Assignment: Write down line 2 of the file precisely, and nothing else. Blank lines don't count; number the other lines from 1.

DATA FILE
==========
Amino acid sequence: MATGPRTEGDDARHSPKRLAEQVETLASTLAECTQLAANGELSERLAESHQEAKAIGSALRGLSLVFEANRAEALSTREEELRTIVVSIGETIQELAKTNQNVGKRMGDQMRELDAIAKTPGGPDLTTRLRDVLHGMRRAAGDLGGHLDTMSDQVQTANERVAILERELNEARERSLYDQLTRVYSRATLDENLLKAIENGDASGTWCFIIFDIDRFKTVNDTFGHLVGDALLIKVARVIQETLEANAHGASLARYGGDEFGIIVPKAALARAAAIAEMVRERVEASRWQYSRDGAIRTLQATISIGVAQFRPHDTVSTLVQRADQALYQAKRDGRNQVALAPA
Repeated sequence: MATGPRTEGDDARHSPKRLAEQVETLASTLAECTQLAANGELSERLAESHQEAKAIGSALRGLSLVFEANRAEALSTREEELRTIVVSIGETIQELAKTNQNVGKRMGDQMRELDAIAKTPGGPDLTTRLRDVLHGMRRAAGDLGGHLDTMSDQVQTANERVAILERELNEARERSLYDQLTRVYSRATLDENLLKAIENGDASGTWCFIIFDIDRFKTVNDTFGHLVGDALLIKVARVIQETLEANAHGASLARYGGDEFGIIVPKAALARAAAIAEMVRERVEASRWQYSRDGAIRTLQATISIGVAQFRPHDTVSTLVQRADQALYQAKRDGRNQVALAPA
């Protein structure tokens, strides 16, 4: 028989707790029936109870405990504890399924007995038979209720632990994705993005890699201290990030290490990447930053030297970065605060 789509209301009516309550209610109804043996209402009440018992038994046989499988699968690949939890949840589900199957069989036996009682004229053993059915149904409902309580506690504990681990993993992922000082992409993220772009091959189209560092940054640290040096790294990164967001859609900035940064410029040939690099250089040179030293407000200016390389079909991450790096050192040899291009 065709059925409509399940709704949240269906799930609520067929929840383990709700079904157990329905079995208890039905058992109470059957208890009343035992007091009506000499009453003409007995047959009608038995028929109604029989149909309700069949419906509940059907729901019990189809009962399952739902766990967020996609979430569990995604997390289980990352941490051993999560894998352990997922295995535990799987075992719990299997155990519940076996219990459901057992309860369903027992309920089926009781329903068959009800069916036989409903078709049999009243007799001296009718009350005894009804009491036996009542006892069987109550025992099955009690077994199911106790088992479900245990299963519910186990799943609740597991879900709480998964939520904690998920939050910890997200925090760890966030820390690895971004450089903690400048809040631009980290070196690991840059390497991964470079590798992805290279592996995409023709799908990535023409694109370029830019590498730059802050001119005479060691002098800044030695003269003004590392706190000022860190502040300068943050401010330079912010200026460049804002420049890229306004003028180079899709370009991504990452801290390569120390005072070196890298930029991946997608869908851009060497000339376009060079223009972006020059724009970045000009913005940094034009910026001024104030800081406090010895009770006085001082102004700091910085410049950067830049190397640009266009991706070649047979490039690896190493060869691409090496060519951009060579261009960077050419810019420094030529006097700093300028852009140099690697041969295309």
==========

Repeated sequence: MATGPRTEGDDARHSPKRLAEQVETLASTLAECTQLAANGELSERLAESHQEAKAIGSALRGLSLVFEANRAEALSTREEELRTIVVSIGETIQELAKTNQNVGKRMGDQMRELDAIAKTPGGPDLTTRLRDVLHGMRRAAGDLGGHLDTMSDQVQTANERVAILERELNEARERSLYDQLTRVYSRATLDENLLKAIENGDASGTWCFIIFDIDRFKTVNDTFGHLVGDALLIKVARVIQETLEANAHGASLARYGGDEFGIIVPKAALARAAAIAEMVRERVEASRWQYSRDGAIRTLQATISIGVAQFRPHDTVSTLVQRADQALYQAKRDGRNQVALAPA